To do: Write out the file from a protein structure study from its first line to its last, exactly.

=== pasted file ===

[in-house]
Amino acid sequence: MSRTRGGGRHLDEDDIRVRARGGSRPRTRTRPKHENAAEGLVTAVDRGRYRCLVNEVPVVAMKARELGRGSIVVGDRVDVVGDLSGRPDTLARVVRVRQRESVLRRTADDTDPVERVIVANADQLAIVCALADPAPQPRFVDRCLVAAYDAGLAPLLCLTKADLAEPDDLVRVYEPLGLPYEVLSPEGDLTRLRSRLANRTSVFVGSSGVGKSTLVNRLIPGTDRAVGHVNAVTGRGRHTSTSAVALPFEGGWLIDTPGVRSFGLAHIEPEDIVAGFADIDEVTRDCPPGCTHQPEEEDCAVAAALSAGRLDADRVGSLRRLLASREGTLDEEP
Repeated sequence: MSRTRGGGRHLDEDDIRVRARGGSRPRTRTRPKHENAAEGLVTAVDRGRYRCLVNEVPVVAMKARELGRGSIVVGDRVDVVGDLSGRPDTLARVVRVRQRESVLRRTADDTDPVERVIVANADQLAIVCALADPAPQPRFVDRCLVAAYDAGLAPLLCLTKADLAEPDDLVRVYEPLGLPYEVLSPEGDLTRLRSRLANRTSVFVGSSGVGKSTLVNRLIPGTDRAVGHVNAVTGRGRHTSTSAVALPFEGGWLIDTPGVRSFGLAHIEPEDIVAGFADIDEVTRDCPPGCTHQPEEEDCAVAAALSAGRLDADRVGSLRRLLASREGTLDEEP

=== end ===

[in-house]
Amino acid sequence: MSRTRGGGRHLDEDDIRVRARGGSRPRTRTRPKHENAAEGLVTAVDRGRYRCLVNEVPVVAMKARELGRGSIVVGDRVDVVGDLSGRPDTLARVVRVRQRESVLRRTADDTDPVERVIVANADQLAIVCALADPAPQPRFVDRCLVAAYDAGLAPLLCLTKADLAEPDDLVRVYEPLGLPYEVLSPEGDLTRLRSRLANRTSVFVGSSGVGKSTLVNRLIPGTDRAVGHVNAVTGRGRHTSTSAVALPFEGGWLIDTPGVRSFGLAHIEPEDIVAGFADIDEVTRDCPPGCTHQPEEEDCAVAAALSAGRLDADRVGSLRRLLASREGTLDEEP
Repeated sequence: MSRTRGGGRHLDEDDIRVRARGGSRPRTRTRPKHENAAEGLVTAVDRGRYRCLVNEVPVVAMKARELGRGSIVVGDRVDVVGDLSGRPDTLARVVRVRQRESVLRRTADDTDPVERVIVANADQLAIVCALADPAPQPRFVDRCLVAAYDAGLAPLLCLTKADLAEPDDLVRVYEPLGLPYEVLSPEGDLTRLRSRLANRTSVFVGSSGVGKSTLVNRLIPGTDRAVGHVNAVTGRGRHTSTSAVALPFEGGWLIDTPGVRSFGLAHIEPEDIVAGFADIDEVTRDCPPGCTHQPEEEDCAVAAALSAGRLDADRVGSLRRLLASREGTLDEEP